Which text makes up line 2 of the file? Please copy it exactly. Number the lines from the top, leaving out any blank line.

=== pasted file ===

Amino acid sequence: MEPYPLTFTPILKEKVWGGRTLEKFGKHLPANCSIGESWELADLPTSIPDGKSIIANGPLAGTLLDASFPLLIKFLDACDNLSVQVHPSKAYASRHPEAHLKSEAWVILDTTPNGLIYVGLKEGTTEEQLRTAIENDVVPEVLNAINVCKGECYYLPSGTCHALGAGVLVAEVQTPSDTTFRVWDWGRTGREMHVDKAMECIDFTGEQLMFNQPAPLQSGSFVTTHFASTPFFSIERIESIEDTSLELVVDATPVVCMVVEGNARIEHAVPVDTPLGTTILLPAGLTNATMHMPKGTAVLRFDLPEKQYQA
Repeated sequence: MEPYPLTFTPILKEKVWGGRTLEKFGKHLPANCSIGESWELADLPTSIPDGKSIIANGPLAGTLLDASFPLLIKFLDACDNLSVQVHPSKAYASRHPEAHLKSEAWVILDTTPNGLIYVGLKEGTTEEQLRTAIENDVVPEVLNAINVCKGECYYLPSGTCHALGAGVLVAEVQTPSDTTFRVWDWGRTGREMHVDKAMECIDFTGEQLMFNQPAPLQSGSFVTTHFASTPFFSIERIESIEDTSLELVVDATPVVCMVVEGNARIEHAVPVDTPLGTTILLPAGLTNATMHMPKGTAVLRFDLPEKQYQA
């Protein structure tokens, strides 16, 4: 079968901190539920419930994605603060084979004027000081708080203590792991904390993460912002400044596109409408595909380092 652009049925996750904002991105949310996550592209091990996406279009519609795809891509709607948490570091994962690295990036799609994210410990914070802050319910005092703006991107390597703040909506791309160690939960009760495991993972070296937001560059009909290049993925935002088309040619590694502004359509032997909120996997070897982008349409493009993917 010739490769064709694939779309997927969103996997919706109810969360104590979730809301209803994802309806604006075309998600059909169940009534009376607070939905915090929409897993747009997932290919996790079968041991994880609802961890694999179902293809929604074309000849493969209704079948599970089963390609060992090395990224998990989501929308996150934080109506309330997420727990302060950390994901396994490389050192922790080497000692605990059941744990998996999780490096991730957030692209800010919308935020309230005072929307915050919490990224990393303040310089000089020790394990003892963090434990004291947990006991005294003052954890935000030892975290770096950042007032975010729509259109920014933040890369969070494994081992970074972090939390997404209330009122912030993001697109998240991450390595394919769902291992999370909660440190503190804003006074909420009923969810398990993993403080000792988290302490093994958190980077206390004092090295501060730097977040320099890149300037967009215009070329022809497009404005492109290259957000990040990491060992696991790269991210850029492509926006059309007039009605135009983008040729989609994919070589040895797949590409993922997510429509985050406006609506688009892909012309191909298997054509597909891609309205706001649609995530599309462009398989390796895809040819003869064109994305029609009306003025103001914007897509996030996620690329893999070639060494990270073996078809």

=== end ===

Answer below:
Repeated sequence: MEPYPLTFTPILKEKVWGGRTLEKFGKHLPANCSIGESWELADLPTSIPDGKSIIANGPLAGTLLDASFPLLIKFLDACDNLSVQVHPSKAYASRHPEAHLKSEAWVILDTTPNGLIYVGLKEGTTEEQLRTAIENDVVPEVLNAINVCKGECYYLPSGTCHALGAGVLVAEVQTPSDTTFRVWDWGRTGREMHVDKAMECIDFTGEQLMFNQPAPLQSGSFVTTHFASTPFFSIERIESIEDTSLELVVDATPVVCMVVEGNARIEHAVPVDTPLGTTILLPAGLTNATMHMPKGTAVLRFDLPEKQYQA